She holds undergraduate and graduate degrees in American Culture and Literature from Başkent University, Turkey where she also worked as a research assistant. She wrote her MA thesis on the cultural production concerning Generation X, the American youth of 1980s and 1990s. In 2016, she received her PhD degree in Communications from Ankara University, Turkey. In her doctoral dissertation, she studied the urban nostalgia of İstanbul in the mid-20th century. She is working as a lecturer at Kocaeli University and teaching courses such as “American Literature”, “Film and Literature”, and “Cultural Studies”. Her recent research interests include memory studies, popular culture and media history. She is also a member of European Network for Cinema and Media Studies and Association for Cultural Studies.
My interest in nostalgic media research began when I realized that I was the primary demographic target for so many of the media products being released that were aimed at engendering a longing for the past. Suddenly, everything I loved when I was young, from Transformers to DuckTales to countless remade films from the 1980s, was back in the cultural Zeitgeist as if it had never left. I began to think about what kind of relationship media companies wanted us to have with our own pasts, and the economic benefit of encouraging a kind of perpetual focus on whatever constellation of media texts we personally loved long ago. Turning my researcher eye towards something I personally feel susceptible to has been a common thread in my academic career, and working towards an understanding of what types of nostalgic longing media companies make available on a consistent basis fits right in.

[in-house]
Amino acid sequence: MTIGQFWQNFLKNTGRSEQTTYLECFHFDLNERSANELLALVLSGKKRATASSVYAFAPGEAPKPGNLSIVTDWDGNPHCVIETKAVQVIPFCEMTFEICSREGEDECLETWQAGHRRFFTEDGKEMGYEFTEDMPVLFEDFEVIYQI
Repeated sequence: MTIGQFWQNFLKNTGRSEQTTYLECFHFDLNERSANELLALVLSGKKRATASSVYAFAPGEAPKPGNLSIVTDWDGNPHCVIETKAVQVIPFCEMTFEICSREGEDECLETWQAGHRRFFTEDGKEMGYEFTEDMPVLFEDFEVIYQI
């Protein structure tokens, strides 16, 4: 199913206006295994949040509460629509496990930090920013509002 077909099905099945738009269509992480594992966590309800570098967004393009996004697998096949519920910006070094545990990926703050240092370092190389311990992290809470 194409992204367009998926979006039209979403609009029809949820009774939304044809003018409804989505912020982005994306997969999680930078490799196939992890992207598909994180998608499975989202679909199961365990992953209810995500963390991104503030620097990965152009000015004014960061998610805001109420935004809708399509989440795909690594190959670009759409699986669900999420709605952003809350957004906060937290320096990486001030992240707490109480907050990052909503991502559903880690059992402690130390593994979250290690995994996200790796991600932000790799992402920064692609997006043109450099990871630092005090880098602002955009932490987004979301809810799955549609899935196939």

Ryan Lizardi is an Assistant Professor of Digital Media and Humanities in the College of Arts and Sciences at SUNY Polytechnic Institute. Ryan’s primary interest is examining the way media contributes to our understanding of collective and individual histories by presenting consumers with consist messages about our past and present culture. This throughline has informed projects throughout his academic career, such as his book Mediated Nostalgia as well as his published chapters on television remakes, apocalyptic time travel media, and zombie depictions throughout history. The projects he is currently working on include an analysis of Nintendo’s nostalgia-based commodification of characters, as well as an exploration of current modes of engaging the past through contemporary digital sharing means.